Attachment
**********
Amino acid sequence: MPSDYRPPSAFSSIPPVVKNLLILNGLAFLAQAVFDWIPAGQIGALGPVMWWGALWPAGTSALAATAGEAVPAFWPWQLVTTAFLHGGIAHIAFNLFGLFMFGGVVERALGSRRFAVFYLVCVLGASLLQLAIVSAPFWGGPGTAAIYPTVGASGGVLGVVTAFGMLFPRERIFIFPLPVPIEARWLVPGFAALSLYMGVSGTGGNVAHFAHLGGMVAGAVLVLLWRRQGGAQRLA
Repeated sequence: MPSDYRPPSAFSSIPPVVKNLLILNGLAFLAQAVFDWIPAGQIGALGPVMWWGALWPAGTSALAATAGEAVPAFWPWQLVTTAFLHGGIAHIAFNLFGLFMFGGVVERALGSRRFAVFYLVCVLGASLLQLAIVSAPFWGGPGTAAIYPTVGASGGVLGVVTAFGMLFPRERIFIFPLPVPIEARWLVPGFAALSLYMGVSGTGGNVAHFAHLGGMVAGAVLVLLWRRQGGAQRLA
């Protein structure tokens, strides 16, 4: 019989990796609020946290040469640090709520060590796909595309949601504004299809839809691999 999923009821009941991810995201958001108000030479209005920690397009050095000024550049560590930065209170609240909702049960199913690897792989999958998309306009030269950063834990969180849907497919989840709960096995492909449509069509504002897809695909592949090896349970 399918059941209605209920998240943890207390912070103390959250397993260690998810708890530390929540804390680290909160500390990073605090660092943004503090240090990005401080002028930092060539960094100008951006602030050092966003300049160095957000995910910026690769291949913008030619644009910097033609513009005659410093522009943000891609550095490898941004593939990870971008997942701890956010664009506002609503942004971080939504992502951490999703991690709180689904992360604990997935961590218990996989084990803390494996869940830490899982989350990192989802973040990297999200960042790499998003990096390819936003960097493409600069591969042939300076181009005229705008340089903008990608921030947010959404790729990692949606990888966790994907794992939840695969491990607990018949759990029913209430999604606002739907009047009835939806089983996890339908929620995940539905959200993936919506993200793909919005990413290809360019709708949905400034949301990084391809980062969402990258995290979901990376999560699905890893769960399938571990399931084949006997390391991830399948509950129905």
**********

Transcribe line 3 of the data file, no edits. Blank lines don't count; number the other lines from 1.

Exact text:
């Protein structure tokens, strides 16, 4: 019989990796609020946290040469640090709520060590796909595309949601504004299809839809691999 999923009821009941991810995201958001108000030479209005920690397009050095000024550049560590930065209170609240909702049960199913690897792989999958998309306009030269950063834990969180849907497919989840709960096995492909449509069509504002897809695909592949090896349970 399918059941209605209920998240943890207390912070103390959250397993260690998810708890530390929540804390680290909160500390990073605090660092943004503090240090990005401080002028930092060539960094100008951006602030050092966003300049160095957000995910910026690769291949913008030619644009910097033609513009005659410093522009943000891609550095490898941004593939990870971008997942701890956010664009506002609503942004971080939504992502951490999703991690709180689904992360604990997935961590218990996989084990803390494996869940830490899982989350990192989802973040990297999200960042790499998003990096390819936003960097493409600069591969042939300076181009005229705008340089903008990608921030947010959404790729990692949606990888966790994907794992939840695969491990607990018949759990029913209430999604606002739907009047009835939806089983996890339908929620995940539905959200993936919506993200793909919005990413290809360019709708949905400034949301990084391809980062969402990258995290979901990376999560699905890893769960399938571990399931084949006997390391991830399948509950129905």